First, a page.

At the end of the Obama presidency many essay and articles came out about it. Here is my favorite: Empathy and Escapism-Obama’s Secret to Surviving the White House Years: Books.

How was your reading life in January? Tell me in the comments, and be sure to leave a link to your January Wrap-Up, too. I love to see what everyone else is reading.

December Wrap-Up

Reading in December was fine. Blogging about my reading was much more difficult. We all were sick from about the 15th of December until just before Christmas, so blogging went onto the back burner. Luckily I wasn’t too sick to read. And really, the only time I can imagine being too sick to read would be me in a coma. And even then I’ve instructed my family to set up an audio book for me to listen to while in a coma. Anyway, reading this month was good for me. So, without further ado, here is my reading month.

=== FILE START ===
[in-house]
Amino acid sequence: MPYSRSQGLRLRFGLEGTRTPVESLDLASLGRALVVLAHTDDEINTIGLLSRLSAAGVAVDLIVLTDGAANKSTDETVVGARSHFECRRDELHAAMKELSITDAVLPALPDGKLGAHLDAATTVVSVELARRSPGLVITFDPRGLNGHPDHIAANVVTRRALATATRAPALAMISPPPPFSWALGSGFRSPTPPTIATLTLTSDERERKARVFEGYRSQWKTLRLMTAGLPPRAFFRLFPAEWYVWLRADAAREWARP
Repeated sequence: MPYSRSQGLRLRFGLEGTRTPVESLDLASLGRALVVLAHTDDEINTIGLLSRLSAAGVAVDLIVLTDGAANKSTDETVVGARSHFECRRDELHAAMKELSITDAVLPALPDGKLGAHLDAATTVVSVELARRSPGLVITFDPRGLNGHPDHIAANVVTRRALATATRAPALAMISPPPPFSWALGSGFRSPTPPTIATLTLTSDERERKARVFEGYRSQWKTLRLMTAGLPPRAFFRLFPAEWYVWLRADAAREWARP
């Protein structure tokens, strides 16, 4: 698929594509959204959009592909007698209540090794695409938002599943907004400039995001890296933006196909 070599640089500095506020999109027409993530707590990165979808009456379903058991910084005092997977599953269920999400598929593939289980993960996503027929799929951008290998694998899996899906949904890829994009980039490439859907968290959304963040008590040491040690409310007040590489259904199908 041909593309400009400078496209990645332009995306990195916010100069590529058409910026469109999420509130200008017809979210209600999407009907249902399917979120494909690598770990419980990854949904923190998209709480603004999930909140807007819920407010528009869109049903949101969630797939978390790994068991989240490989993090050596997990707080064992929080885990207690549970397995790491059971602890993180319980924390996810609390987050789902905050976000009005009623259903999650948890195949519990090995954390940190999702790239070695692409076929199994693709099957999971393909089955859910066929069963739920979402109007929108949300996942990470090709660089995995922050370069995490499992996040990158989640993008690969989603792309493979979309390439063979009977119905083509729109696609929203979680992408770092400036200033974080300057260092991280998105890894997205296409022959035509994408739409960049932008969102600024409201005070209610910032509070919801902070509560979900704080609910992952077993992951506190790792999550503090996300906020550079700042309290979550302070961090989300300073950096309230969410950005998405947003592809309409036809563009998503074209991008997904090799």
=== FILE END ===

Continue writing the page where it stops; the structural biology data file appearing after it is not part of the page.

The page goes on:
Reading in December: 8 Books

Ghostland: An American History in Haunted Places by Colin Dickey [Library eBook]

Good Morning, Midnight by Jean Rhys [paperback]

How I Met My Countess by Elizabeth Boyle [Library eBook]

Love Letters from a Duke by Elizabeth Boyle [Library eBook]

Mad About a Duke by Elizabeth Boyle [Library eBook]

Reading Lolita in Tehran by Azar Nafisi [paperback]

Half-Resurrection Blues by Daniel José Older [paperback]

Lord Langley is Back in Town by Elizabeth Boyle [Library eBook]

DNF/In Progress: 4 books

S. by J.J. Abrams, Doug Dorst

The Witches: Salem, 1692 by Stacy Schiff

Talking As Fast as I Can: From Gilmore Girls to Gilmore Girls, and Everything in Between by Lauren Graham

Troublemaker: Surviving Hollywood and Scientology by Leah Remini

Books acquired:

Ready Player One by Ernest Cline

The Invisible Library by Genevieve Cogman (BookMail Box)

Long Division by Kiese Laymon (BookMail Box)

Exit 22 by P.M Terrell (gift!)

Across the Web: